From The Bangkok Post
The government has revived a “pool” concept to further develop telecommunications after the collapse of the 3G auction plan last week.
The concept floated three years ago by the Surayud government envisions a single national network handling call traffic from private operators who would manage marketing and customer services. ICT Minister Juti Krairiksh said when he took office in June he would check on the plan. The government has now resurrected the proposal and dubbed it the “national broadband project”, appointing Mr Juti’s deputy, Trairong Suwannakhiri, to oversee its implementation.
The government plans to submit the proposal to the cabinet for consideration on Oct 12.
The idea has drawn a mixed reaction from operators and telecom experts. Sittichai Pookaiyaudom supported the telecom pool idea when he was ICT minister in the Surayud government in 2007. He said state telecom agency TOT Plc should serve as a network provider for the industry. All state enterprises with telecom networks should then be combined into “one single network” to serve as a national telecom highway to be leased to private companies.
But Mr Sittichai conceded the plan would be almost impossible now given the many state agencies and the different laws and ministerial authority. TOT and CAT Telecom also hold concessions with private companies. They would need mutual agreements to carry out any such activities.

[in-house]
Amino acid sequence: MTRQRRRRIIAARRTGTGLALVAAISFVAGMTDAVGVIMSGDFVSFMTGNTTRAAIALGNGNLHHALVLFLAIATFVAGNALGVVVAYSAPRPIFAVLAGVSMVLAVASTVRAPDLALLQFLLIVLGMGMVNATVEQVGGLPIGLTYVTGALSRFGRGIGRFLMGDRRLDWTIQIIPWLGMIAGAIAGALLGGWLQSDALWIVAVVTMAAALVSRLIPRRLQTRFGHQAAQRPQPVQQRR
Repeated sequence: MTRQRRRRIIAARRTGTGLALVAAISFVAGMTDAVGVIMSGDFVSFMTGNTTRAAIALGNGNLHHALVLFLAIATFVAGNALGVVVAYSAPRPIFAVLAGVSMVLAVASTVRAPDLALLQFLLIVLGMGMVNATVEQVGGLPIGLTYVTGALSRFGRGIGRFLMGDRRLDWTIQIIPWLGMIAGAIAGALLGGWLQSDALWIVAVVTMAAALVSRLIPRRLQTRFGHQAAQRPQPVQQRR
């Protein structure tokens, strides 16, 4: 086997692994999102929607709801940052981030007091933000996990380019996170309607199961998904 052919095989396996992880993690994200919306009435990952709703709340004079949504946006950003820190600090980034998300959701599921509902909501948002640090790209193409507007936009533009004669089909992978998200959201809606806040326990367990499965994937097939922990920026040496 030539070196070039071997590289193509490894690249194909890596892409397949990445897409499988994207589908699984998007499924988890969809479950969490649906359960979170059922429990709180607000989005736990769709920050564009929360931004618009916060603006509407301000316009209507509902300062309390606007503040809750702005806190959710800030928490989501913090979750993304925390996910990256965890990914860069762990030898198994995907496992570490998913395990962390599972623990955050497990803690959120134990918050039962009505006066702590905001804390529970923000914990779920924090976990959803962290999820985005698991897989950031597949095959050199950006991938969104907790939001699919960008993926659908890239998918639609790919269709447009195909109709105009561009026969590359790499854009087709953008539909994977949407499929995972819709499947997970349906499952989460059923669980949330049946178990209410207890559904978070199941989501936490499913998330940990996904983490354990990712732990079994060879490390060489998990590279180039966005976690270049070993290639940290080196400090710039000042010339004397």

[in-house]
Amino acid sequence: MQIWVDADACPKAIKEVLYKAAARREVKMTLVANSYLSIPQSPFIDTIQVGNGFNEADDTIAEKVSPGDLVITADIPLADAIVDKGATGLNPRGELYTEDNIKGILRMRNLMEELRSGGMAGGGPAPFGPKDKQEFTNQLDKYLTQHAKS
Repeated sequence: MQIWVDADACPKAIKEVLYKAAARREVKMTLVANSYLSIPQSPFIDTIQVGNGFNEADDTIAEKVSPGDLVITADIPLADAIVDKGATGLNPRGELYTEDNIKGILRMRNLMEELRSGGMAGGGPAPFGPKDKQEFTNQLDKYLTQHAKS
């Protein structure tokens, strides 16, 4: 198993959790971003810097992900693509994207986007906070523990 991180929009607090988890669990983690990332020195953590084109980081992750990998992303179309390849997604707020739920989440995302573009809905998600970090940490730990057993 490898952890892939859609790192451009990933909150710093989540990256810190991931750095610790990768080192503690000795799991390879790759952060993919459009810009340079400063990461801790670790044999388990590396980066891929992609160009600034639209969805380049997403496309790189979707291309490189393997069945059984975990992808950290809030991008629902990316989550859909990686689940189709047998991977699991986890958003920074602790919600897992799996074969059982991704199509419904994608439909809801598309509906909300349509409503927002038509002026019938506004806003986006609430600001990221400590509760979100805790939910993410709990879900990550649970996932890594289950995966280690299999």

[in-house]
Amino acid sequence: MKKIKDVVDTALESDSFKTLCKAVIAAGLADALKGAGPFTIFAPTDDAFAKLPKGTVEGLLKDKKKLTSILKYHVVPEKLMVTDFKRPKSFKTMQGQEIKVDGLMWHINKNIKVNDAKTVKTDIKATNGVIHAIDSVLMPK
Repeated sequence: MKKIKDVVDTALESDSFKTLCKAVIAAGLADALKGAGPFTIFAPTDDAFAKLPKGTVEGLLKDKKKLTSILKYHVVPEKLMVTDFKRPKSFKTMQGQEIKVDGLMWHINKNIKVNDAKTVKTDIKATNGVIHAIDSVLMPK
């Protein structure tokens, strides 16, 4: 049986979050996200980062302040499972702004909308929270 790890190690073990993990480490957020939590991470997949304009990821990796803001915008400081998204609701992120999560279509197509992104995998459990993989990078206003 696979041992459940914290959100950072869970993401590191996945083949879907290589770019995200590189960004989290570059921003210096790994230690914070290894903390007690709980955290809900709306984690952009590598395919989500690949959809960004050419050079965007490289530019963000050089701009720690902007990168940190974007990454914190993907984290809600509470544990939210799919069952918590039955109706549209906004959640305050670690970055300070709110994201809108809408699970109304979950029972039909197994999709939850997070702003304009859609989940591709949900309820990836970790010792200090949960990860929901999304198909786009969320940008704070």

Mr Sittichai said the ICT Ministry should draft a new law to govern the project to simplify the process.
Advanced Info Service CEO Wichian Mektrakarn agreed with the idea to establish a telecom pool as it would pave the way to eliminating redundant investments in network infrastructure. But he said the state must set up at least two Stock Exchange of Thailand-listed companies to operate and manage the telecom pool services to prevent monopoly problems from arising.
The Finance Ministry should hold no more than 49% in the two entities with the rest being held by private mobile operators together with other state enterprises such as the Electricity Generating Authority of Thailand. State enterprises would bring their assets and turn them into equity in the new companies.
An independent selection committee should be set up to choose qualified executives to manage the two companies. A service level agreement, a contract between network service providers and customers, should then be drafted to specify the service terms.
Suphachai Chearavanont, president and chief executive of True Corp, said the telecom pool model was a good idea as it could lower industry costs and encourage free market competition.
Pooling could include the sharing of infrastructure such as transmission towers or excess fibre optic wiring, where operators in need of higher capacity would draw on pooled resources. Or pooling could refer to network systems in active use, where operators share in backbone infrastructure. Pooling might also be done at the “last mile”, a reference to infrastructure tying homes and offices to the main networks.
It would require endorsement from the National Telecommunications Commission, which means the state would need to withdraw the court case on the NTC’s authority to move the project forward.
“This is still a chicken and egg question,” Mr Suphachai said.
Anuparp Thiralarp, an independent telecom expert, said a single national broadband network was a good idea but “just a dream”.
Implementation of the project would be difficult as it required cooperation from state enterprises under different departments and ministries.
Meanwhile, TOT plans to resubmit its 3G investment plan to the cabinet today.